I choose this over The Age of Innocence because as a girl trying to make it in the city without marrying the most boring man in New York, Lily Bart is point A on a map that leads to Holly Golightly and even Carrie Bradshaw. For all her wit and charm, Lily, who is reduced to working trimming hats for a milliner (the turn of the century equivalent of temping) cannot escape the imprisoning roles and expectations of the times; her life is their collateral damage. See also the somewhat schematic but nevertheless underrated The Custom of the Country.
A Time to Be Born, Dawn Powell
Set just before America’s entry into the Second World War, Powell’s novel is the ur-New York brilliantly catty beach read. This Hick-Comes-to-the-Big-City tale has got everything you want and then some: hard-core social climbing, sexual faithlessness, digressions on American power abroad–and is a roman a clef about Clare Booth Luce (second wife of Henry Luce, founder of the Time/Life empire) to boot. Powell doesn’t seem to be read as much as she was and that’s a shame.
The Great Gatsby, F. Scott Fitzgerald
Cheating technically because they all live in the suburbs. You could call it the best bridge-and-tunnel novel ever written. It’s funny what sticks with you after rereading something a dozen times over a period of thirty years. For some reason I think most often of the line about Daisy, that she thought “it would steady her to drive.” I have a friend who offers people a tour of his house by quoting Tom Buchanan–“I’ve got a nice place here”– to see if anyone will notice. So far no one has.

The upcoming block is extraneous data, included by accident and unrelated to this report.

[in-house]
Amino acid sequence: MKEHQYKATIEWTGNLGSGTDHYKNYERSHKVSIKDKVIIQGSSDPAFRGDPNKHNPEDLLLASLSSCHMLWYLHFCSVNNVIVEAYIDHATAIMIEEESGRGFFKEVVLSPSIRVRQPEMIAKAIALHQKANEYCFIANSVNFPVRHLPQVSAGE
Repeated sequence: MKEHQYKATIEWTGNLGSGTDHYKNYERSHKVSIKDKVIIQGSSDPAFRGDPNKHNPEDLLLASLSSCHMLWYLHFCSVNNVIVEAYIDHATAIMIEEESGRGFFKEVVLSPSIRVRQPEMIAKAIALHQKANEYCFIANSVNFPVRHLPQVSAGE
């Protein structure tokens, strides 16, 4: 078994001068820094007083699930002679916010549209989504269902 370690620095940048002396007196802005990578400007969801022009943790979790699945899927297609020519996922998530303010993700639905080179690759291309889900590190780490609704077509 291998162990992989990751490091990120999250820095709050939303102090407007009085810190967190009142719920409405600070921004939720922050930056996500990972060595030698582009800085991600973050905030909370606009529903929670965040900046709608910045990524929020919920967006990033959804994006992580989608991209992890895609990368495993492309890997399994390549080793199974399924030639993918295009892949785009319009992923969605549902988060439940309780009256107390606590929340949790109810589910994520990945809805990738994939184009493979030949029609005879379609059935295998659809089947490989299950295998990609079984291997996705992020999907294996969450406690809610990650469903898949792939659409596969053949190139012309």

The Stories of John Cheever
If I can cheat with Gatsby I can cheat with stories. While many of these take place in a suburb Cheever called “Shady Hill,” his New York stories—Clancy in the Tower of Babel; The Pot of Gold; Torch Song—illuminate with a merry, unobtrusive but then flooring irony the city and its inhabitants of every stratum, from the doorman-building superintendent to the old-money widow. Like a 1960’s Ricky Gervais, Cheever is particularly good on the plight of the white-collar worker. When people ask me whether getting an MFA at Columbia was worth it, I always say, “Yes, because I stole the book of Cheever’s stories out of the department office.”
Bright Lights, Big City, Jay McInerney
This was the book that my generation devoured on the bus that took us from the sticks to the Port Authority where we would disembark for friends’ grandmothers’ apartments and—we hoped–hijinks. Its addictive, second-person narration “You ruined a decade’s worth of creative-writing students who couldn’t stop imitating it.” The nothing-to-lose fearlessness of a debut combined with the adrenalin of youth to make this one hot very quick read.
Slaves of New York, Tama Janowitz
This was the book that made me feel I’d become an adult. Janowitz’s voice was and remains shockingly fresh. The pleasure is that she leaves the edges jagged instead of smoothing them out. Her collection of stories is so evocative of a certain time in the city (the 1980s) that they now hold the fascination of historical fiction as well. Buy it for a sophisticated high school student; she’ll thank you later.
The Fundamentals of Play by Caitlin Macy
Despite its many flaws, I can’t totally disown my first novel. It got a few things right about coming to the city at the twilight of the Preppie Handbook and the dawn of the Internet Age. Rereading it eighteen years after publication, I wanted to tell the writer to relax—it would be okay.